Watch above: The Taliban claim responsibility fora well-coordinated attack and there are fears this could be just the beginning of more attacks. Mike Drolet reports.
KARACHI, Pakistan – The Pakistani Taliban on Monday threatened more attacks after claiming responsibility for a brazen five-hour assault on the country’s busiest airport in which gunmen disguised as police guards stormed the international airport in Karachi, set off explosions and killed 18 people.
The claim further diminished prospects for a resumption of peace talks with the Pakistani Taliban that officials had hoped could bring an end to the group’s bloody, years-long campaign seeking to overthrow the country’s U.S.-allied government. The insurgency has shaken the stability of the nuclear-armed country, which borders Afghanistan, where international forces have been fighting the Afghan Taliban for more than a decade.
Peace talks floundered in recent weeks, and the Taliban called off a cease-fire they had declared during the negotiations. Since then, Pakistani troops have hit the group’s hideouts with airstrikes in the country’s troubled northwestern region, killing dozens of suspected militants. Residents claim several civilians were also killed in the strikes.
The Taliban said the assault on the Jinnah International Airport in Karachi, Pakistan’s largest city and the country’s economic heart, was in revenge for the killing last November of the militant group’s leader in a U.S. drone strike
In a telephone call to The Associated Press, the group’s spokesman, Shahidullah Shahid, warned that “such attacks will continue until there is a permanent ceasefire.”
The attack began late Sunday when 10 gunmen, at least some disguised as policemen, stormed into a section of the sprawling airport where a terminal for VIP flights and cargo is located. They opened fire with machine-guns and rocket launchers, sparking a battle with security forces that lasted until around dawn.
Heavy gunfire and multiple explosions were heard coming from the terminal amid the fighting. A major fire rose from the airport, illuminating the night sky in an orange glow as the silhouettes of jets could be seen. As dawn broke Monday, smoke could still be seen billowing in the air.
At least some of the gunmen wore the uniform of the Airport Security Force, said an official at the scene near the terminal. All the attackers wore explosives vests, some of which were detonated when they were shot at by the police, the official said, speaking on condition of anonymity because he was not authorized to talk to the media.
A cargo building was left completely gutted by the fire and the explosions, said Rizwan Akhtar, the chief of Pakistan’s elite paramilitary Rangers.
Just before dawn, security forces regained control of the airport, and all 10 attackers were dead, Akhtar said. He said some of the attackers appeared to be Uzbeks but officials were still investigating to determine their identity and nationality.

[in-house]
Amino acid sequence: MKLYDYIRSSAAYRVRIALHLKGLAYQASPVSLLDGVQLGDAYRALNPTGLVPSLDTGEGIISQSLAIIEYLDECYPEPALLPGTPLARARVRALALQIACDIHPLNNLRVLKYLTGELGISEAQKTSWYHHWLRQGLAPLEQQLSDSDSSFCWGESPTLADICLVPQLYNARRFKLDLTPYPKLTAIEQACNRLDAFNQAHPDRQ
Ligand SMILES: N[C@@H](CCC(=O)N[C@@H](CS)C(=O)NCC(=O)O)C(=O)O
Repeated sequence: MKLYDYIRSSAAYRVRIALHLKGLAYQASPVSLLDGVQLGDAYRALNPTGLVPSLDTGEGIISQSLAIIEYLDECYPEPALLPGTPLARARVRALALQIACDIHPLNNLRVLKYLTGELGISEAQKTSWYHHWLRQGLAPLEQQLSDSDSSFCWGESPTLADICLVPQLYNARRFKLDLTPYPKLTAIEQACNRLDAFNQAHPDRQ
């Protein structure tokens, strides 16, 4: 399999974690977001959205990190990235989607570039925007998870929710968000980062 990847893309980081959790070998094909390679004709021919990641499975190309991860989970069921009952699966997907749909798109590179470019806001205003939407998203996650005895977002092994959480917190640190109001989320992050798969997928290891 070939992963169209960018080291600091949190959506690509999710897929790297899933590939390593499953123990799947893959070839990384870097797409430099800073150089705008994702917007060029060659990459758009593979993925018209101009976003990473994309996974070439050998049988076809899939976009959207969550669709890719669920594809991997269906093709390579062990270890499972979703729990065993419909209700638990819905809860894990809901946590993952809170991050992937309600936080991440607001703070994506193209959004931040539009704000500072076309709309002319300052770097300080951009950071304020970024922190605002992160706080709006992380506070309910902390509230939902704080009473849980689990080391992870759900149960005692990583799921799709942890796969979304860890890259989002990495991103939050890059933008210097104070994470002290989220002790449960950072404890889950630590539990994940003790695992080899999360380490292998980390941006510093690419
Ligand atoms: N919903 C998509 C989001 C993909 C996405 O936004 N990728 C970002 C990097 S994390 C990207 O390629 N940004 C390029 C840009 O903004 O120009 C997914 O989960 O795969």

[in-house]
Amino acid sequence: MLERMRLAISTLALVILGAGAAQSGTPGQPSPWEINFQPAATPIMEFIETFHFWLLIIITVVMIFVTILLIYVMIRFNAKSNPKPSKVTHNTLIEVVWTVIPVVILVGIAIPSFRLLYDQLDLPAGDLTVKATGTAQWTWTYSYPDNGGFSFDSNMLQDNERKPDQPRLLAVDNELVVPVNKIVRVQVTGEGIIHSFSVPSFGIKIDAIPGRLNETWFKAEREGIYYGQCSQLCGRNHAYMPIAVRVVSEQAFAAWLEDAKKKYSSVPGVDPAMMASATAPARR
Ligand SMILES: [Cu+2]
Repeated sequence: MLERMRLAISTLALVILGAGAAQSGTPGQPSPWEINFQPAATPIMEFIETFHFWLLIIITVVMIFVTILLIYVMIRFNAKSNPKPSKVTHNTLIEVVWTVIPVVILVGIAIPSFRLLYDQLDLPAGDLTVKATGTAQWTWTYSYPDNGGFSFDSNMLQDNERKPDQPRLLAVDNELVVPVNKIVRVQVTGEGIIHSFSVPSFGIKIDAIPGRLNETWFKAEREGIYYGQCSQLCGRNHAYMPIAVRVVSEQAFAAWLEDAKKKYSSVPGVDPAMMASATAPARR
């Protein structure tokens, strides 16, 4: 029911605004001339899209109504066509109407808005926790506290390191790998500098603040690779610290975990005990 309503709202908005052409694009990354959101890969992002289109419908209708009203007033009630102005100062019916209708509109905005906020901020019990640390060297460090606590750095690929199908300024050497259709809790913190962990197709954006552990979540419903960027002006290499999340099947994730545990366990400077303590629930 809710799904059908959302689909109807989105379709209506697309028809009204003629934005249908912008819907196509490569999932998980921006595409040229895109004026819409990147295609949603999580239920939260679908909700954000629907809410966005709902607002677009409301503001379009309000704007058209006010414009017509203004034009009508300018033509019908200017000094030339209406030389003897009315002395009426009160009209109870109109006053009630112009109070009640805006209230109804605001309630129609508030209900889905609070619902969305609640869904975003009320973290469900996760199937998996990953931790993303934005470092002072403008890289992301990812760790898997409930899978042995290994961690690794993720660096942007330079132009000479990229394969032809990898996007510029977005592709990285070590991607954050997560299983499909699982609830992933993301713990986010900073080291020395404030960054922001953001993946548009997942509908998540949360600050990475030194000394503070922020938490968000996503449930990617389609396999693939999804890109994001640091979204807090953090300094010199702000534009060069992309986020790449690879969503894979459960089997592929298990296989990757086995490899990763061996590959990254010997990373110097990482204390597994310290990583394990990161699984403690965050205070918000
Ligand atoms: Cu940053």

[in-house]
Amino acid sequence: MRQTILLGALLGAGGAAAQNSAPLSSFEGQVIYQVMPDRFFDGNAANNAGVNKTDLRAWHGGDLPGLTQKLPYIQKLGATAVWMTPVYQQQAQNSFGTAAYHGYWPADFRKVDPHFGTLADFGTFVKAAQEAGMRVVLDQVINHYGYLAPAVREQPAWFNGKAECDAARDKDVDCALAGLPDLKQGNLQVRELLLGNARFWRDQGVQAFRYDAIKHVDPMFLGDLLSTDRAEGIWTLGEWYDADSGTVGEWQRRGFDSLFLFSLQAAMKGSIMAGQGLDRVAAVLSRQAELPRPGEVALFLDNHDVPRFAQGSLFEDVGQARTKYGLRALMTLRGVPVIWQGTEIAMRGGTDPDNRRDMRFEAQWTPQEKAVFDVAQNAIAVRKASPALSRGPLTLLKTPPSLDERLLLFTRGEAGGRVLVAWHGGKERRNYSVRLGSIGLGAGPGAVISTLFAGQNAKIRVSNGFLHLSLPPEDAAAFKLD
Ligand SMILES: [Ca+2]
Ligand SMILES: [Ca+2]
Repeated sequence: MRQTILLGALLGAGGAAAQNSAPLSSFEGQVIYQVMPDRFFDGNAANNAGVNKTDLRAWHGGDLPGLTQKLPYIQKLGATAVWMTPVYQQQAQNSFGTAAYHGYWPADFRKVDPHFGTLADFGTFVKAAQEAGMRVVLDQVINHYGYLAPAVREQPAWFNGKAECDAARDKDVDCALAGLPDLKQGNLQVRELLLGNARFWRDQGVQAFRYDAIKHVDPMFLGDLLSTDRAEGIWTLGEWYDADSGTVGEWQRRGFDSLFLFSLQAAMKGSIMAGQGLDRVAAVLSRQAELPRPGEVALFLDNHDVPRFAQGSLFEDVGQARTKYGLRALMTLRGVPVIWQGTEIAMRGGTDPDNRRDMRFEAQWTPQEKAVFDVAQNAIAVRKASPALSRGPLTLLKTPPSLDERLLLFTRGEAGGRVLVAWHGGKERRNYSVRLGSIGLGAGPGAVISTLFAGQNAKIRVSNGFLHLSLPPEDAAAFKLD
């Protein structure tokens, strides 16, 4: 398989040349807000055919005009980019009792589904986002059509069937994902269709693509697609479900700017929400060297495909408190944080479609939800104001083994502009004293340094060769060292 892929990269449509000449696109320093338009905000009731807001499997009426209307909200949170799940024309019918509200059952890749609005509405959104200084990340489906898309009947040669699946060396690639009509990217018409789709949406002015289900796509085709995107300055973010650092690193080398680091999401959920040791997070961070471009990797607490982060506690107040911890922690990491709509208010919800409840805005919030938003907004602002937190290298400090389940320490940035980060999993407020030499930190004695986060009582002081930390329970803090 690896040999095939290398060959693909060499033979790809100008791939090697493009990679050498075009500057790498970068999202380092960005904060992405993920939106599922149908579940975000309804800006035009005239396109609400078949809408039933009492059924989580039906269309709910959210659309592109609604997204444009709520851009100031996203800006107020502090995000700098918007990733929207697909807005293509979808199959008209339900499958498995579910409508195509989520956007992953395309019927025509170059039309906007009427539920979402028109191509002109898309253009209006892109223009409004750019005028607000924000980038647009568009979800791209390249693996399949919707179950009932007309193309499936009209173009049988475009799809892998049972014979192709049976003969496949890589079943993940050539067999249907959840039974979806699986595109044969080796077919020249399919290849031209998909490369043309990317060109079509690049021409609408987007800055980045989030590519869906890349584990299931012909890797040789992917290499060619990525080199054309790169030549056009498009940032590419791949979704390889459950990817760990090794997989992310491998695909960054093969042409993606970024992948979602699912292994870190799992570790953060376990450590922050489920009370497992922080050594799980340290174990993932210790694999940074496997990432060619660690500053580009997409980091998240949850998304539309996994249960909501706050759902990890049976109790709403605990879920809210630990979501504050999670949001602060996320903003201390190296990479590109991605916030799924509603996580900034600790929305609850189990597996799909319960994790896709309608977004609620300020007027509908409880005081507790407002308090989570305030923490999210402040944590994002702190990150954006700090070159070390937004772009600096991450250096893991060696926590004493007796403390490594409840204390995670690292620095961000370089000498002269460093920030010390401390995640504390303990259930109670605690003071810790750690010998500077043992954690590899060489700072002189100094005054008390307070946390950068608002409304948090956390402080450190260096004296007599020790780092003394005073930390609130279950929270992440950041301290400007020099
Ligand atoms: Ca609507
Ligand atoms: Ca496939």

At least 18 people were killed besides the attackers, mostly airport security or other airport personnel, according to Seemi Jamali from Karachi’s Jinnah Hospital.
During the battle, airport operations were suspended and all incoming flights were diverted. An Emirates flight in Karachi bound for Dubai had to be cancelled and passengers were escorted off the plane because of the fighting, the Dubai-based carrier said.
Late Monday afternoon, the airport reopened and was fully functioning, according to Shujaat Azeem, the prime minister’s adviser for civil aviation.
Shahid, the spokesman for Tehrik-e-Taliban Pakistan – as the Pakistani Taliban are known – said the attack was to avenge the killing of Hakimullah Mehsud, the Taliban chief who died in an American drone strike last November.
Mehsud’s death was the last major killing of a militant commander under the controversial drone program.
The CIA, as reported by The Associated Press in May, has largely wound down its drone program over Pakistan, and there hasn’t been a drone strike in Pakistan since Christmas.
Shahid said the attack on the Karachi airport had been planned out before the peace talks started and was put on hold during the negotiations.
Security officials in Karachi had feared that if the peace talks broke down, their city would be a likely spot for militant retribution.
The Pakistani Taliban and their allies increasingly are gaining a foothold in Karachi, the country’s largest city and the site of frequent militant attacks in the past. It is the country’s economic hub and any militant activity targeting its airport would likely strike a heavy blow to foreign investment in the country.
In May 2011, militants waged an 18-hour siege at a naval base in Karachi, killing 10 people in an assault that deeply embarrassed the armed forces.
Meanwhile, the death toll from another deadly attack Sunday night rose to 24 in the Baluchistan town of Tuftan near the Iranian border. Militants attacked a group of Shiite Muslim religious pilgrims staying at a hotel after they returned to Pakistan. Government official Ghulam Mustafa said that the bodies have been sent by helicopter to the provincial capital of Quetta.
There was no claim of responsibility for that incident, but Sunni Muslim extremists have often targeted Shiites because they don’t consider them to be true Muslims.
Associated Press Writers Rebecca Santana, Zarar Khan, Munir Ahmed and Asif Shahzad in Islamabad, and Adam Schreck in Dubai contributed to this report.
© The Canadian Press, 2014